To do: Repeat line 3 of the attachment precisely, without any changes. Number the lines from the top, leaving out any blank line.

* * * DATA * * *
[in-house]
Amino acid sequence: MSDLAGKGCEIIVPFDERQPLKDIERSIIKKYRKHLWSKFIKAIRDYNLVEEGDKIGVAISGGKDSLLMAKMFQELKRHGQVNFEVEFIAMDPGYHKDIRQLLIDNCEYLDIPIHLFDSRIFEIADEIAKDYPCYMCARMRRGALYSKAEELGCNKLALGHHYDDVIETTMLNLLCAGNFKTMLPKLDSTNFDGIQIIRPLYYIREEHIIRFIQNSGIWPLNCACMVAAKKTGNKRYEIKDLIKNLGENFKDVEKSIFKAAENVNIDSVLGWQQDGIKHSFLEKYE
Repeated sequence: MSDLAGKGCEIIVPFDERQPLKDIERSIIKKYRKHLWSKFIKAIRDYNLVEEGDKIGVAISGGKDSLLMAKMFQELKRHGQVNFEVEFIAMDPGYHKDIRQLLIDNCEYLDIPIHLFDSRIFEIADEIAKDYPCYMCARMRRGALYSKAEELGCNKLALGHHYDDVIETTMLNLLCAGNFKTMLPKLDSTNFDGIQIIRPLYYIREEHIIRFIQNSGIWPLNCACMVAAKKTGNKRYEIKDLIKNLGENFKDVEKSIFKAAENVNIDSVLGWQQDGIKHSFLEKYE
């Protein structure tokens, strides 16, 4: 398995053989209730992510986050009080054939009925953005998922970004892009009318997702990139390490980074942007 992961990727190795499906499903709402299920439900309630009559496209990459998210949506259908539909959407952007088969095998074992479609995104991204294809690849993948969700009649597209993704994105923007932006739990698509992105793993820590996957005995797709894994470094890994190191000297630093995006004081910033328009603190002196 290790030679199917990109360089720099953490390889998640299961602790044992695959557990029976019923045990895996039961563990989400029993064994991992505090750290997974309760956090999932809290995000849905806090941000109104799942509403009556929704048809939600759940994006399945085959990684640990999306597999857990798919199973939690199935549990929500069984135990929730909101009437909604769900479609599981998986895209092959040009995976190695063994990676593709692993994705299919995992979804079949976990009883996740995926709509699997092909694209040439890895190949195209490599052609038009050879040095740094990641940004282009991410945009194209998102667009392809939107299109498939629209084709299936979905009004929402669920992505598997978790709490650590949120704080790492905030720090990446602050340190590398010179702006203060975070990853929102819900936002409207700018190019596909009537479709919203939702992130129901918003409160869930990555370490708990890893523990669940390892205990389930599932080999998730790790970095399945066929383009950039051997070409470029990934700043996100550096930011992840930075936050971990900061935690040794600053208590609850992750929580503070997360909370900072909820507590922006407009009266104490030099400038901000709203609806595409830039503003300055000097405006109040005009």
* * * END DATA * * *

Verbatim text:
Repeated sequence: MSDLAGKGCEIIVPFDERQPLKDIERSIIKKYRKHLWSKFIKAIRDYNLVEEGDKIGVAISGGKDSLLMAKMFQELKRHGQVNFEVEFIAMDPGYHKDIRQLLIDNCEYLDIPIHLFDSRIFEIADEIAKDYPCYMCARMRRGALYSKAEELGCNKLALGHHYDDVIETTMLNLLCAGNFKTMLPKLDSTNFDGIQIIRPLYYIREEHIIRFIQNSGIWPLNCACMVAAKKTGNKRYEIKDLIKNLGENFKDVEKSIFKAAENVNIDSVLGWQQDGIKHSFLEKYE